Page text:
Although I have never seen a ghost there, I have talked with people who have and since they brought it up, I believe what they say they saw.
    On the third floor of the main house, I have had several vendors tell me they have felt a presence in one of the rooms, and one customer told me, she saw a silhouette of a woman walk into the same room, but when she looked in, no one was there. Has anyone else heard any similar ghost stories?

  4. Terry Parr says:

    There was a little shop on East King St. at the alley behind Sunny’s Surplus that sold magic tricks, gags, and those sorts of things. I cannot remember the name of it. I referred to it as just “the trick shop”.

    • Jason Gross says:

      I just saw this question about the trick shop. I bought lots of tricks there in the 50’s. I think it might have been called ‘Adams’ and it might have been a smoke shop as well as having the magic tricks.

  5. Richard Miller says:

    I am trying to remember the name of the restaurant on south George St. that is now called The Cove. Can you help me?

    • Betsy Baird says:

      The Cove has gone by many names. In the mid-1950’s, it was known as The Trail Coffee Shop, owned by Ernie Rhodes.
      I loved some of his food, especially his creamed chicken.

      Betsy Baird

  6. Dexter Sternbergh says:

    Will a list be made of the vaudeville/movie houses in York (city + county)?
    What about a list of the Hotels? Ballrooms?
    Are all the great parks still intact? (eg Farquahr(?), Penn, etc.) Remember the Bandshell concerts?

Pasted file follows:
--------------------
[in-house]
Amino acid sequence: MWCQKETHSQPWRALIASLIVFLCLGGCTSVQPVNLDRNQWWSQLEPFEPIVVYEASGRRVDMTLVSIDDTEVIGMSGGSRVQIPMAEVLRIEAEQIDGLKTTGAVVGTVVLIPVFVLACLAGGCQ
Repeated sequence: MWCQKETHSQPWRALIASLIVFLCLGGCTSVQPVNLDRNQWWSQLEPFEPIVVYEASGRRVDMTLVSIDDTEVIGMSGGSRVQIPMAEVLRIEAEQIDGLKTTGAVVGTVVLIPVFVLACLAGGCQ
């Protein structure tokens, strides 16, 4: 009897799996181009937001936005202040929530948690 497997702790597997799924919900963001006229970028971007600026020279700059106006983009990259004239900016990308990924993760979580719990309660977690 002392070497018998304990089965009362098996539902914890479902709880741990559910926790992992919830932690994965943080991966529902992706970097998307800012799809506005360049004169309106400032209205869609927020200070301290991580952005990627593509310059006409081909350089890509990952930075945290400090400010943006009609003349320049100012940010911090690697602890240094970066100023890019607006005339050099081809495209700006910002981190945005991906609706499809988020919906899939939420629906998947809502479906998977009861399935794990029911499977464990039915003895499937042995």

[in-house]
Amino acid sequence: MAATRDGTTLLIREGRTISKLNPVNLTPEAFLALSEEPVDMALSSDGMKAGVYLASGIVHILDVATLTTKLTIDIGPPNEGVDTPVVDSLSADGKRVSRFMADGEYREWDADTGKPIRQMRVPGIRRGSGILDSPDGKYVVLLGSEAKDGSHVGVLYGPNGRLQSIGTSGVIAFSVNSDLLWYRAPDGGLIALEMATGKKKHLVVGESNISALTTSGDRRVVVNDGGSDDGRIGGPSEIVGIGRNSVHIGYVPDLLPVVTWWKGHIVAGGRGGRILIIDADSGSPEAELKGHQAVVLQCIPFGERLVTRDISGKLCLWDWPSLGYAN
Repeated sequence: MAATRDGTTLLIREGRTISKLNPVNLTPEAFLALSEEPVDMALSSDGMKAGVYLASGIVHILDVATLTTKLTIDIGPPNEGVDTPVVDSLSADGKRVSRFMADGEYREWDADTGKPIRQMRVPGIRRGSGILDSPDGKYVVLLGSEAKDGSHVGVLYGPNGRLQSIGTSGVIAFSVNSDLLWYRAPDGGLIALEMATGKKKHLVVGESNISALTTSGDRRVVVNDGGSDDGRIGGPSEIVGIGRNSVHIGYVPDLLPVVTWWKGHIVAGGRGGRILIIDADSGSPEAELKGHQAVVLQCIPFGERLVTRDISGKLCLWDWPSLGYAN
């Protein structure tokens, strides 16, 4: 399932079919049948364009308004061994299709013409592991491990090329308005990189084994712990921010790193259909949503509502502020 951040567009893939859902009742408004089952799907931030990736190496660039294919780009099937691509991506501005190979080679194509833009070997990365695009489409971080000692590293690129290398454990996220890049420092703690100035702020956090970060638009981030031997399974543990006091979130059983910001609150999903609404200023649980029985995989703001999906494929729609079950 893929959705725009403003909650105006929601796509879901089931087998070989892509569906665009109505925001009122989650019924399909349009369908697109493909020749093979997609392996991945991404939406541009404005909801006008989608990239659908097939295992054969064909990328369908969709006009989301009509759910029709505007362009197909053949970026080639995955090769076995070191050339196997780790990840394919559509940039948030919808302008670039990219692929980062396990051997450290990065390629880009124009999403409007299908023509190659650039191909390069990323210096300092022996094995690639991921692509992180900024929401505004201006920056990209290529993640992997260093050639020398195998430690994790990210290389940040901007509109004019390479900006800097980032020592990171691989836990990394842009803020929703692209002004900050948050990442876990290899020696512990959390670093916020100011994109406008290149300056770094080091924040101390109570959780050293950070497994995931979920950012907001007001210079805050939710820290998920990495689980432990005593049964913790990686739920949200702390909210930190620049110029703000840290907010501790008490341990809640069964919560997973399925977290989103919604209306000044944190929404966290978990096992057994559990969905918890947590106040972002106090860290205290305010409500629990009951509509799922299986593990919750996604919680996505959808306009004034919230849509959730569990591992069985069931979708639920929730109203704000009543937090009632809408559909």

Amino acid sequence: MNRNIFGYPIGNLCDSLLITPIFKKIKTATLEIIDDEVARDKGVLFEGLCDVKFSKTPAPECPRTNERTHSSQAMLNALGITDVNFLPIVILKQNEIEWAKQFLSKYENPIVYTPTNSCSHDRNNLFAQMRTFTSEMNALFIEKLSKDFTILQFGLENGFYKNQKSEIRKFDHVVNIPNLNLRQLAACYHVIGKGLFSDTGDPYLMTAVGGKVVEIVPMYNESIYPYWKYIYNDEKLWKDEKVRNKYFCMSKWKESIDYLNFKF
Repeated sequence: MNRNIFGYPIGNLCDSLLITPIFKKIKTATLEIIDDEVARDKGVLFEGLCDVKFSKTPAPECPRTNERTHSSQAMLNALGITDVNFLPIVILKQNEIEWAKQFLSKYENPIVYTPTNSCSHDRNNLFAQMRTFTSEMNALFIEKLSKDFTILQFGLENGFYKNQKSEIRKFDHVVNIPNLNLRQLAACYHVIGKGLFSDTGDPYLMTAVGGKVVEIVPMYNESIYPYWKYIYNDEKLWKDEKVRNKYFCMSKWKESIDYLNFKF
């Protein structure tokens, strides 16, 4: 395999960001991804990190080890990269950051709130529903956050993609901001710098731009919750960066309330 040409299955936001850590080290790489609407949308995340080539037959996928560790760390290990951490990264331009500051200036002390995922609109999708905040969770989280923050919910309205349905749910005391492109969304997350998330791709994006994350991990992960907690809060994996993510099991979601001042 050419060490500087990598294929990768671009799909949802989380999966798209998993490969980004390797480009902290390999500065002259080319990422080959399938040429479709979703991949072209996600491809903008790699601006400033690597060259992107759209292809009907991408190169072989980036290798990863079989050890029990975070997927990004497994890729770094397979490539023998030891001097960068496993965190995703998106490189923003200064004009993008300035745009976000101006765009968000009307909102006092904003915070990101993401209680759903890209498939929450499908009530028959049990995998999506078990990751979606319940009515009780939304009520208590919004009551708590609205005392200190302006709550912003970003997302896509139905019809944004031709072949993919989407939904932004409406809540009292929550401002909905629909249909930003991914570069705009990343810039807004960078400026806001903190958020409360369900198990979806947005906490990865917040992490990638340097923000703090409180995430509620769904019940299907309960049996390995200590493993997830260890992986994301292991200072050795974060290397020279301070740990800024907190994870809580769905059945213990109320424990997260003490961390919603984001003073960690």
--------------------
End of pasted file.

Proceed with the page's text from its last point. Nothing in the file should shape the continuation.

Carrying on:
7. Karen says:

    I remember when I was very young going to a little burger place near what is now the Rutters on Bannister Street in West York called Robbies. And also what about Kellers which was in West York on Market Street somewhere between the West York Inn and the Turkey Hill?

  8. Brenda Moyer says:

    My uncle richard Gill worked for many years at the york peppermint co, ,when ever we went to visit him he always gaves us a box to take back to Lancaster pa.I really don,t know if it was a factory or just a small company ,Anyone have any information about the York Peppermint co,?

    • Valerie Gill says:


      My grandfather was Richard Gill and he worked at that company. I think it was sold to Hershey. I believe it has been sold to a company in Mexico.

      • Jason Gross says:

        Well, it hasn’t been sold by Hershey. They moved all the manufacturing of York Peppermint Patties to a plant in Mexico.

  9. Jim Fahringer says:

    Does anyone remember Thompson’s Book and Stationary Store in downtown York? During the 1960′s and early 1970′s I worked in downtown York at my great aunt’s bookstore, “Thompsons Book and Stationary Store” at 35 West Market Street in the Rosenmiller Building. My job was to unpack boxes in the stock room and to deliver business and stationary supplies to most of the businesses and law offices downtown.

    Thompson’s Book and Stationary Store was not more than 12 feet wide and was very long extending from the entrance on Market Street to almost a half city block. The store not only sold books, but just about any office, school, or home stationary item imaginable, from the tiniest paper clip to typing and business papers of all types. I remember that on both sides of the store materials were stacked from the floor to within 3 or 4 feet of the ceiling.

    One of the biggest parts of the business was selling religious supplies to area churches and Sunday schools. There were no Christian Book Stores in York during these years. Thompson’s was York’s biggest sellers of Bibles and Sunday School supplies. It was also the only seller of Summer Bible School material to area churches. Many, many churches in York city and county bought their Bible School material and Sunday School material here.

    The decline of downtown business due to York’s racial problems of the late 1960′s, and competition from the development of malls on the outskirts of the city, eventually sealed the closing of the store in the early summer of 1974.